These younger redwood forests have their own feel and discovery. While they lack the deep darkness and imposing command of the old-growth forests, they still present remarkable towering trees, rich red trunks, reproduction tree rings (sometimes dubbed “fairy rings”) and more sunbeams for more rhododendron. Plus, they offer soft footfalls, dripping canopies and invitations to stand silent for a moment.
A shining star in the alignment, Prairie Creek Redwoods State Park — threaded by Newton B. Drury Scenic Parkway and skirted by U.S. 101 — offers a host of trails, elk viewing meadows, coastal access and big trees.
By this point, park visitors may have noticed a lack of named trees. In redwood management, there’s a movement away from naming and pointing out record-size trees because each redwood has merit, and bringing attention can also bring threat to the trees. Although record-setters are still noted, precise locations are no longer broadcast.
Prairie Creek Redwoods offers up two established exceptions, Big Tree and Corkscrew Tree. At an esteemed age of 1,500 years old, Big Tree measures 304 feet tall, 21.6 feet in diameter and 68 feet in circumference. Corkscrew Tree owns its name. Propagated from the burl root, the tree’s ring of like-size, new-growth trees grew and matured, wrapping in a loose braid that twisted skyward.
For exploring, any of the named trails off Newton B. Drury Scenic Parkway will satisfy with glorious big trees. Simply pick a trail, as each holds a mini wonderland. Some follow streams, others lead to fern canyons. One need not walk far, and many big trees face off right along the Parkway. For safety, use turnouts when ogling.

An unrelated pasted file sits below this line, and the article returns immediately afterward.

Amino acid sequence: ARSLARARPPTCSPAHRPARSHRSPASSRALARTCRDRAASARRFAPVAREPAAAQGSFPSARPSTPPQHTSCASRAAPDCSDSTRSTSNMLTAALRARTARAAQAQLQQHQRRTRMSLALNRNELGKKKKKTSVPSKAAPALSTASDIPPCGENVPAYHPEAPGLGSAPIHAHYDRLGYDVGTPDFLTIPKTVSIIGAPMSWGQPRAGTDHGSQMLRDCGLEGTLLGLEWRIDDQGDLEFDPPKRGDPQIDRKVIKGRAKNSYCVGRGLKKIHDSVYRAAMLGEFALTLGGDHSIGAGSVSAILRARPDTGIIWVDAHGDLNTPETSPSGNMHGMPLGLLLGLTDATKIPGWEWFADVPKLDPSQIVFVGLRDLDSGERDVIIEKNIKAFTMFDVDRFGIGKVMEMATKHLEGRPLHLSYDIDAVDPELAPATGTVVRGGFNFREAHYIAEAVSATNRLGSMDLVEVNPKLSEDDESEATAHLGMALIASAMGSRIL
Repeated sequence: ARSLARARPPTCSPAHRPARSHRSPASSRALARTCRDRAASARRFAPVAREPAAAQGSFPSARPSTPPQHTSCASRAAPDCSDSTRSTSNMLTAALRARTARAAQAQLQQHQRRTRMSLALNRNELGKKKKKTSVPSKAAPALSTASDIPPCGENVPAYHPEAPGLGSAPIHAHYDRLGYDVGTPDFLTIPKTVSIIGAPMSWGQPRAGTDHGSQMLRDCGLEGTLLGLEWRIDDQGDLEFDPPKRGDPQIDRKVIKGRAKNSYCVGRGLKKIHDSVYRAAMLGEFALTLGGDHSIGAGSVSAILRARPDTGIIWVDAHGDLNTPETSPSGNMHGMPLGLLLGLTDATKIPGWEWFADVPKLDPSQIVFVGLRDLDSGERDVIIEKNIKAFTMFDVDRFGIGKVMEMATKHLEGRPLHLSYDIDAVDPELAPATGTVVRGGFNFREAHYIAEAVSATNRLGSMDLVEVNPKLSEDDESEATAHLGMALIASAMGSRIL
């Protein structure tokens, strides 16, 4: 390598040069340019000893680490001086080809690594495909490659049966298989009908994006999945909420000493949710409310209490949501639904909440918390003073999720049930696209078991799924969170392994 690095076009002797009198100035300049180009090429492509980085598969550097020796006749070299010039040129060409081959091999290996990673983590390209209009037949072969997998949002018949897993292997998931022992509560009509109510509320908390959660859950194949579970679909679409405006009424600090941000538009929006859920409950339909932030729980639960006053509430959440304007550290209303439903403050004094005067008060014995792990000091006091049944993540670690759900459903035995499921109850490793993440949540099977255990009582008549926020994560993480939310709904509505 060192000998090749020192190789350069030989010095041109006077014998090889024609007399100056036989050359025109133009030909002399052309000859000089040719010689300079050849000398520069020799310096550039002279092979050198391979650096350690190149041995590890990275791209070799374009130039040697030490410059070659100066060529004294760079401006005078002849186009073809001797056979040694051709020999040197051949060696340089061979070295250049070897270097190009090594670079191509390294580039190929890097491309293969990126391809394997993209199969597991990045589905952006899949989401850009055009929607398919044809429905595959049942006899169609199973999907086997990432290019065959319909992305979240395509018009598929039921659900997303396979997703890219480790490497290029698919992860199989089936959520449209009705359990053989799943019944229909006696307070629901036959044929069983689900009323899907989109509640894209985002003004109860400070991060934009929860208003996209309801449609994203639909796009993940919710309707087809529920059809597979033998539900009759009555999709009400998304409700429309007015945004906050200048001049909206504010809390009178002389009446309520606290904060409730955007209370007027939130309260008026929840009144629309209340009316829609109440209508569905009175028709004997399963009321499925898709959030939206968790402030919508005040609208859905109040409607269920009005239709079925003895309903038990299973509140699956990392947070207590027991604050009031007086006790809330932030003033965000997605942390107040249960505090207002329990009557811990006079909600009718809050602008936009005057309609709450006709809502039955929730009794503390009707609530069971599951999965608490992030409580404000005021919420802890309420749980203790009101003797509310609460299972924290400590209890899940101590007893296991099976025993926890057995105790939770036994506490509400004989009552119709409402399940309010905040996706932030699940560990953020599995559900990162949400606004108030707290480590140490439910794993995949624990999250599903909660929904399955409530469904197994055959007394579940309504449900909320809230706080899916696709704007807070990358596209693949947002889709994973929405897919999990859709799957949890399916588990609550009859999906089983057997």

Deer and elk frequent the open meadow that lent its name to Elk Prairie Campground (no hookups or dump station). Motorhome parking for elk viewing is roadside along the Parkway, adjacent the meadow. Despite the peaceful demeanor of the elk as they feed, the animals are wild. A few have charged guests and rangers, so keep behind fences.
In the southern extent of RNSP, Lady Bird Johnson Grove — the dedication site for the national park — proves a popular draw. Paved Bald Hill Road accesses the grove’s trailhead. Because this road leads to working forest beyond the park and logging trucks are common, travel no farther than the trailhead in a motorhome.
The elevation of Lady Bird Johnson Grove and its proximity to second-growth redwood forest introduce more sunlight to the grove, creating a different emotional feel here from elsewhere in the park. Grand trees inspire, as do the seasonal rhododendron blooms and the tiny blooms of redwood sorrel, redwood violet and trillium. Eyes dance from floor to sky.
All redwood forests serve up wonders of scale, wonders of wonder — a recipe for unhurried viewing. Hats off, Redwood National and State Parks. Happy 50th!
For More Information
California Redwoods State Parks
(Jedediah Smith and Del Norte Coast: 707-465-7335, Prairie Creek: 707-488-2039), www.parks.ca.gov/?page_id=24723
877-225-4367 | www.visitcalifornia.com
Redwood National and State Parks
707-465-7335 | www.nps.gov/redw
Save the Redwoods League
888-836-0005 | www.savetheredwoods.org